Academics share their research on early years and school readiness
Members of the Greater Manchester Health and Social Care Partnership (GMHSCP), including Chief Officer Jon Rouse, visited Manchester Metropolitan University recently to consult with academics on the topic of early years and school readiness.
The purpose of the visit and roundtable discussion was to discover how universities can collaborate with the GMHSCP to improve the development of Greater Manchester children in their early years. Jon Rouse was particularly interested in meeting a selection of researchers from across the University’s faculties to gain a clearer, multi-disciplinary understanding of early year’s development and school readiness.
Organised by Dr Julie Marshall, Reader in Communication Disability and Development at Manchester Metropolitan University, the roundtable featured academics from social care and social work, nursing, education, health, and arts and humanities.
Professor Paul Holmes, the University’s Associate Dean for Research and Knowledge Exchange, opened the event, welcoming the GMHSCP and explaining the University’s research strengths. This was followed by an introduction from Jon Rouse to Greater Manchester’s Early Years agenda and the aims of the collaboration between GMHSCP and the University.
Following introductions, presentations from Manchester Metropolitan academics took place, where the academics highlighted projects associated with childhood development.
One project, led by Dr Christina MacRae from the University’s Education and Social Research Institute, involved researchers working alongside Early Years practitioners and artists to ask how can movement, and performance-based arts offer a unique insight into young children’s non-verbal communication. Dr MacRae also discussed her Sensory Nursery project which aimed to deepen the workforce understandings of the role of movement and the senses in child development.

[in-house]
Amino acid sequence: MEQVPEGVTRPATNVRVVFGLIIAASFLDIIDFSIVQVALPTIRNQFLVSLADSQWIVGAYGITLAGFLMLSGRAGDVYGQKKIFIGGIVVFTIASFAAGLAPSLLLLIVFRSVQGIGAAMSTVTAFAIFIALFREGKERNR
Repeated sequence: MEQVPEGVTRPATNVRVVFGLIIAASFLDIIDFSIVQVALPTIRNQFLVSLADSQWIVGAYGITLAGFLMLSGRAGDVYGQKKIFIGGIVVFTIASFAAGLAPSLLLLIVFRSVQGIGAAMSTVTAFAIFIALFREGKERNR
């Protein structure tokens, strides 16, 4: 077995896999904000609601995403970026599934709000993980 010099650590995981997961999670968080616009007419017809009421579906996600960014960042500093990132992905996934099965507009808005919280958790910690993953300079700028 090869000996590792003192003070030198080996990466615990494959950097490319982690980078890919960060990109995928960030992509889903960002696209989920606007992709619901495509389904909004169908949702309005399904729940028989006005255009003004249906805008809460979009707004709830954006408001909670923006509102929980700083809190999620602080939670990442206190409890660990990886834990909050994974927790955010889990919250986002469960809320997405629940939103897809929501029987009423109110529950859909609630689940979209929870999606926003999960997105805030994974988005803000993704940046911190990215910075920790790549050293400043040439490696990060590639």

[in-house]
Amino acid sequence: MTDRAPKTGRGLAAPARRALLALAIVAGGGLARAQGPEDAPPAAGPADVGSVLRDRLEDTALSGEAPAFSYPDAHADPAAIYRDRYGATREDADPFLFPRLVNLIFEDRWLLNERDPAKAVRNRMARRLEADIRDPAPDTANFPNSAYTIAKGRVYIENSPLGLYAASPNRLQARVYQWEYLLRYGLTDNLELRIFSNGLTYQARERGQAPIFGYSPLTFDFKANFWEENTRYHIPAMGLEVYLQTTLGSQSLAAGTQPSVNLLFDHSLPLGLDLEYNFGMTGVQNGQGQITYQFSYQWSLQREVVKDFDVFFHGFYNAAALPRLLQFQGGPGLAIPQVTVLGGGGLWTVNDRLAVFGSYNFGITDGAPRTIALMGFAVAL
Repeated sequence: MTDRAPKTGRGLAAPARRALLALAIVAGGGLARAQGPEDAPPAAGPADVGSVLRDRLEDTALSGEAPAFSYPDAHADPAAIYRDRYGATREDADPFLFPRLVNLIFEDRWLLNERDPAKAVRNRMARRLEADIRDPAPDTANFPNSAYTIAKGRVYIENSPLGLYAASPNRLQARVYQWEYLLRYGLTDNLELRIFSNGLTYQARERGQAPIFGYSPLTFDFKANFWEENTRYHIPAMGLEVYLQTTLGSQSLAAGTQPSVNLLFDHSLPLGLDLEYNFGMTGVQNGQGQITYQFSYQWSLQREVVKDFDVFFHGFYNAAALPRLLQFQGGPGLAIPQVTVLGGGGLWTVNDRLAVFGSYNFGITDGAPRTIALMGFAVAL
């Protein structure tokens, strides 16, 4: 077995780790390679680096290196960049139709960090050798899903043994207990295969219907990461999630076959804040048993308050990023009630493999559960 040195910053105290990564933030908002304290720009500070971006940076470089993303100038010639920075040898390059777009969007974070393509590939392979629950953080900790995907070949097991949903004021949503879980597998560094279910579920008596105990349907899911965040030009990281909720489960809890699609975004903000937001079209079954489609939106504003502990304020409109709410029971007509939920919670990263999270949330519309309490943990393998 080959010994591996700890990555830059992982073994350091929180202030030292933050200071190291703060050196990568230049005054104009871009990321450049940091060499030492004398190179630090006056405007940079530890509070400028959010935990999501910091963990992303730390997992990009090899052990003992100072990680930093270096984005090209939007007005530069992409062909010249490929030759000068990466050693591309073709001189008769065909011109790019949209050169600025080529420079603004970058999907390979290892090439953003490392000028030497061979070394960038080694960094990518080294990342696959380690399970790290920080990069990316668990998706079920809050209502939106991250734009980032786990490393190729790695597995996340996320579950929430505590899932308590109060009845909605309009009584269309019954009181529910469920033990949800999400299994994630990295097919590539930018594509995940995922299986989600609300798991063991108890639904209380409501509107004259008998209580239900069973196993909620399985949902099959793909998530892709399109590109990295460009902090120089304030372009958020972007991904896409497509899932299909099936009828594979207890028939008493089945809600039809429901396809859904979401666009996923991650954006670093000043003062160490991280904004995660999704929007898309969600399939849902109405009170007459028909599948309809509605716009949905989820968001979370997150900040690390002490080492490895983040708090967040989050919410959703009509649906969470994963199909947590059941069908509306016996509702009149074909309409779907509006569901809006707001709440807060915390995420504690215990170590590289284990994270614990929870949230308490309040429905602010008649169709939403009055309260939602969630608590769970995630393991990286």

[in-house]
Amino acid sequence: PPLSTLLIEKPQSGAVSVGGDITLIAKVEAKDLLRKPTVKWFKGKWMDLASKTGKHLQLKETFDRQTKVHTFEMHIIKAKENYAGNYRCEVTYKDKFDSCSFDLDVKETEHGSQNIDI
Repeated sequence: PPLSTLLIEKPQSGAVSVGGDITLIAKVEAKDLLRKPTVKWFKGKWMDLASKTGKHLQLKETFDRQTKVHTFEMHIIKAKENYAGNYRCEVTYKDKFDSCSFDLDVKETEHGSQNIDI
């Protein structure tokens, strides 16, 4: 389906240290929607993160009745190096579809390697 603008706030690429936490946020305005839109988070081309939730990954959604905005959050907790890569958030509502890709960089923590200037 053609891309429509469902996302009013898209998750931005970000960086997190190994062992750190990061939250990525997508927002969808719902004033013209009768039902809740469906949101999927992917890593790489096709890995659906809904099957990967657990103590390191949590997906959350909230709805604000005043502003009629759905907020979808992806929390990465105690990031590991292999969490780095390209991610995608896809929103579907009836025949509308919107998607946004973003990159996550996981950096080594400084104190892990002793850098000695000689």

Another highlighted project, led by Dr Marshall, explored parents’ and workforce members’ understanding of language development, language delay and their ideas about what kind of support helps children who are struggling to learn to talk.
The presentations highlighted the areas of research and practice within the Manchester Metropolitan University that GMHSCP can use in supporting the School Readiness agenda and developing the current and future workforce.
Julie Marshall said: “We are very encouraged by the interest shown by Jon Rouse and the Greater Manchester Health and Social Care Partnership in the University’s research in childhood development and it is very rewarding to know that the University will help inform the Greater Manchester agenda.”
Jon Rouse said: “Investing in the first early years of a child’s life can really improve their health outcomes in the long run. Those early years are the foundation of a child’s future with their earliest experiences shaping their brain development impacting on their mental and emotional health for their lifetime. We know within Greater Manchester these are thousands of children who are not school ready each year with real inequality across the region.
“Devolution provides us with a unique opportunity to influence the wider factors in health within Greater Manchester such as housing, employment, environment, education to make a real difference. We’re working hard to better support parents, provide spaces where children can play and learn, improve early years services and develop better infrastructure. By taking this system wide approach we can develop a system that supports healthy and happy children and ensures no child is left behind.
“School-ready children who are eager to learn, confident, able to share and with good social skills get the best start in life and can fulfil their potential, no matter where they are born or raised in Greater Manchester.”
Rouse will be at the University on March 7 delivering a talk looking at the progress of the devolution deal, two years on. Book your place here.